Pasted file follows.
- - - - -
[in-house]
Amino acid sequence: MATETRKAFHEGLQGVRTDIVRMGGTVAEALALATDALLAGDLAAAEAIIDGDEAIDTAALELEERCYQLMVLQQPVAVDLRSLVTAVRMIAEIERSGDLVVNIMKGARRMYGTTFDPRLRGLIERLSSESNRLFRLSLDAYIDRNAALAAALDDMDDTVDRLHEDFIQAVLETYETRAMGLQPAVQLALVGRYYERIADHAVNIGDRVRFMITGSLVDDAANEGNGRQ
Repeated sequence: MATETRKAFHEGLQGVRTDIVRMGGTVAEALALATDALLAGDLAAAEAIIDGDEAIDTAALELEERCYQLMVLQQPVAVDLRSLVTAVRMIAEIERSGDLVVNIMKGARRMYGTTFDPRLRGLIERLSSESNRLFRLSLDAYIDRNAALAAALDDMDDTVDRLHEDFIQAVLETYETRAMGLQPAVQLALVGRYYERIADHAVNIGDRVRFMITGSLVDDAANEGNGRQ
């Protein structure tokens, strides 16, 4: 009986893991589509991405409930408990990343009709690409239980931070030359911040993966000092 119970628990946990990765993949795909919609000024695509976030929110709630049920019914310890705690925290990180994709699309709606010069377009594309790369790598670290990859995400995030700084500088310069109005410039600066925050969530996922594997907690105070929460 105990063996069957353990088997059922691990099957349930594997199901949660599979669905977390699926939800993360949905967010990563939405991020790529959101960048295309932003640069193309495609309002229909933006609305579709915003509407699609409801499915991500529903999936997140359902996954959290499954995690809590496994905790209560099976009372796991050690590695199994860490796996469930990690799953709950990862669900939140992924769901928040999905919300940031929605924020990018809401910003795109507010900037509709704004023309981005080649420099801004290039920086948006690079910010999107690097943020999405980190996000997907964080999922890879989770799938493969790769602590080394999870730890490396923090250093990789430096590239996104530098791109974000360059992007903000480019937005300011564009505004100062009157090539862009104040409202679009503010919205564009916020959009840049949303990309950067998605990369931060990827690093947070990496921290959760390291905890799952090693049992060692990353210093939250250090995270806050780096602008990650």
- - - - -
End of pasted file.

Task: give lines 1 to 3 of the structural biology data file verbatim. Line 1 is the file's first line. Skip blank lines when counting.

[in-house]
Amino acid sequence: MATETRKAFHEGLQGVRTDIVRMGGTVAEALALATDALLAGDLAAAEAIIDGDEAIDTAALELEERCYQLMVLQQPVAVDLRSLVTAVRMIAEIERSGDLVVNIMKGARRMYGTTFDPRLRGLIERLSSESNRLFRLSLDAYIDRNAALAAALDDMDDTVDRLHEDFIQAVLETYETRAMGLQPAVQLALVGRYYERIADHAVNIGDRVRFMITGSLVDDAANEGNGRQ
Repeated sequence: MATETRKAFHEGLQGVRTDIVRMGGTVAEALALATDALLAGDLAAAEAIIDGDEAIDTAALELEERCYQLMVLQQPVAVDLRSLVTAVRMIAEIERSGDLVVNIMKGARRMYGTTFDPRLRGLIERLSSESNRLFRLSLDAYIDRNAALAAALDDMDDTVDRLHEDFIQAVLETYETRAMGLQPAVQLALVGRYYERIADHAVNIGDRVRFMITGSLVDDAANEGNGRQ